Why The Hell Does Your CW Reach More People Than My SSB Transmissions?
It’s well known that low power enthusiasts (QRP-ers) prefer to use CW rather than SSB often because it gets them much better distances for their transmissions. What’s so special about CW (and what’s SSB’s problem)? This is the subject of this article.
There are many modes of communication: AM, FM, SSB, CW, and a whole host of ever growing digital modes (that would be the subject of a multi-part article in itself). What’s the difference and why do they have any effect on how far they can be received?
Let’s take a look at Amplitude Modulation (AM) first:
AM takes a carrier wave (somewhere in the RF Band) and modulates it with an audio frequency signal wave (like your voice) and produces a wide spectrum of frequencies (ranging from the sum of the carrier and audio frequencies to the difference of the carrier and audio frequencies. The information from the audio frequency is completely absent from the middle Carrier portion of the AM signal. All the useful information exists as an identical pair of sidebands on either side of the original carrier signal.
Some bright guy figured out that you could get rid of the carrier signal and one of the sidebands and still have all the information that you would need (the idea of sidebands was known as far back as 1915, but a practical way to remove everything but one sideband was discovered in 1948 by those smart guys at Bell Labs). Doing that shaved off 2/3 of the required power for the same effective transmission strength. By effectively channeling all your previous AM signal into a single sideband, it was equivalent to tripling your signal power! Someone decided on the gentlemen’s agreement that all amateur SSB below 9MHz would use the lower sideband and all SSB transmissions above 9MHz would use the upper sideband and the rest was history!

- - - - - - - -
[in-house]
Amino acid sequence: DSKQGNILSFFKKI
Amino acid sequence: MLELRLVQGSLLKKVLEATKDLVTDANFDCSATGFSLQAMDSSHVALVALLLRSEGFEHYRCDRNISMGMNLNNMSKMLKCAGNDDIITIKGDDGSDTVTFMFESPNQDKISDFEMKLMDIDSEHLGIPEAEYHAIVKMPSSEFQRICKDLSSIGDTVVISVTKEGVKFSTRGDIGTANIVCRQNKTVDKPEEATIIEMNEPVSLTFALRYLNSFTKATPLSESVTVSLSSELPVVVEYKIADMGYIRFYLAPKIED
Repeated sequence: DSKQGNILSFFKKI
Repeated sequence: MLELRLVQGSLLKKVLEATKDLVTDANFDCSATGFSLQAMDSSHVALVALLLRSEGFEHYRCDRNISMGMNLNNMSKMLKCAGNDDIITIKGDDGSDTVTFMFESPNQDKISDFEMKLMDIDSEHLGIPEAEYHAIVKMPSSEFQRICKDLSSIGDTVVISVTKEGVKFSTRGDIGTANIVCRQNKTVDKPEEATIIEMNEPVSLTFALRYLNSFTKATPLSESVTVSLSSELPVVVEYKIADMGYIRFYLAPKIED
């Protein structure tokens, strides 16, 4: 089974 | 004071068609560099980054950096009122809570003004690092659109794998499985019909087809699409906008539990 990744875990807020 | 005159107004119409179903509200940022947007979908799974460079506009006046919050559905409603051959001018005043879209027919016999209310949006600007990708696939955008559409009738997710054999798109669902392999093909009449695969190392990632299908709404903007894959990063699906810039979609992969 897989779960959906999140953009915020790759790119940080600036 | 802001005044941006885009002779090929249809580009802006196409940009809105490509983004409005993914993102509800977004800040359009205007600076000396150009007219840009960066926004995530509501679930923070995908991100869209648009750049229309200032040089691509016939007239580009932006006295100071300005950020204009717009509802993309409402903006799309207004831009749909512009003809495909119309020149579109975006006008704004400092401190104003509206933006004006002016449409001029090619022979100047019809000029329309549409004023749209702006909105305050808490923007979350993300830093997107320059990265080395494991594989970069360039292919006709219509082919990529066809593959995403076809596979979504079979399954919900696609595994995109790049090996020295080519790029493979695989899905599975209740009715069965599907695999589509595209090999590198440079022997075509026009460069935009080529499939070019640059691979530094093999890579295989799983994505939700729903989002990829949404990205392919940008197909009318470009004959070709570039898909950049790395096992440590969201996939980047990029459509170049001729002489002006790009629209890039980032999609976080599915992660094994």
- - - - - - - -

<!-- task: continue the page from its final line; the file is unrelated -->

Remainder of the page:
Okay, so that explains why SSB goes farther than AM, but what about the rest?
Well, the simplest way to consider transmission mode efficiency is to determine each mode’s relative bandwidth – i.e. for identically powered signals, the narrower the bandwidth the greater the mode’s transmission efficiency, the greater the bang for the buck!
Almost every source gives a different bandwidth for each mode and thereby gets slightly different dB gain or loss for a comparative transmission mode. Let’s say that a SSB signal occupies 2KHz of bandwidth, a CW signal going at 25 WPM roughly takes up 100Hz (I will spare you the math involved). So the gain of CW over SSB would be something like 13 dB! That’s better than most expensive linear amplifiers can offer for effective signal gain! No wonder there are still CW fans out there.
Have you ever wondered why FM was marooned to VHF and beyond like some redheaded stepchild? It’s the bandwidth it hogs and the awful effective signal loss compared to other modes. We use an FM signal with 5KHz deviation on our repeaters. That’s a bandwidth of 10KHz! That’s an effective loss of -7dB over a SSB signal. There are other factors, such as FM’s intolerance to the background noise that is a constant factor on the HF bands, but it’s poor energy efficiency is an important factor as well.
How about them there new fangled digital modes that we OMs read about (what will those youngin’s think of next)? We’ll just use one as an example today – PSK31:
Well, that looks an awful lot like a CW signal and they are very similar. PSK is computer (or rig) generated and computer (or rig) decoded mode, no well trained operator is required for this mode. PSK comes in different speeds and as the speeds increase the bandwidth it takes up increases too. The bandwidth of PSK-31 seems to be under dispute. The ARRL feels it is approximately 60 Hz, but I have frequently read that it is 31 Hz wide. Even taking the more conservative bandwidth of the ARRL, PSK-31 has a 2.2dB gain over CW!
What about Nobel Laureate, Joe Taylor, K1JT’s ultra weak signal mode, JT9? You practically don’t have to turn your transmitter on with this mode! It has forward error correction (FEC) built into its design to improve its detection below the noise floor! But just on the basis of its miniscule bandwidth, I’ll give you a hint, it only takes up 16Hz of bandwidth. You do the math!
So, go out and try one of those real efficient modes! Who knows, you might get the first QSL card form Mars <HI HI>!
-The Editor- (I can be contacted at TheEditor@KCRC.com)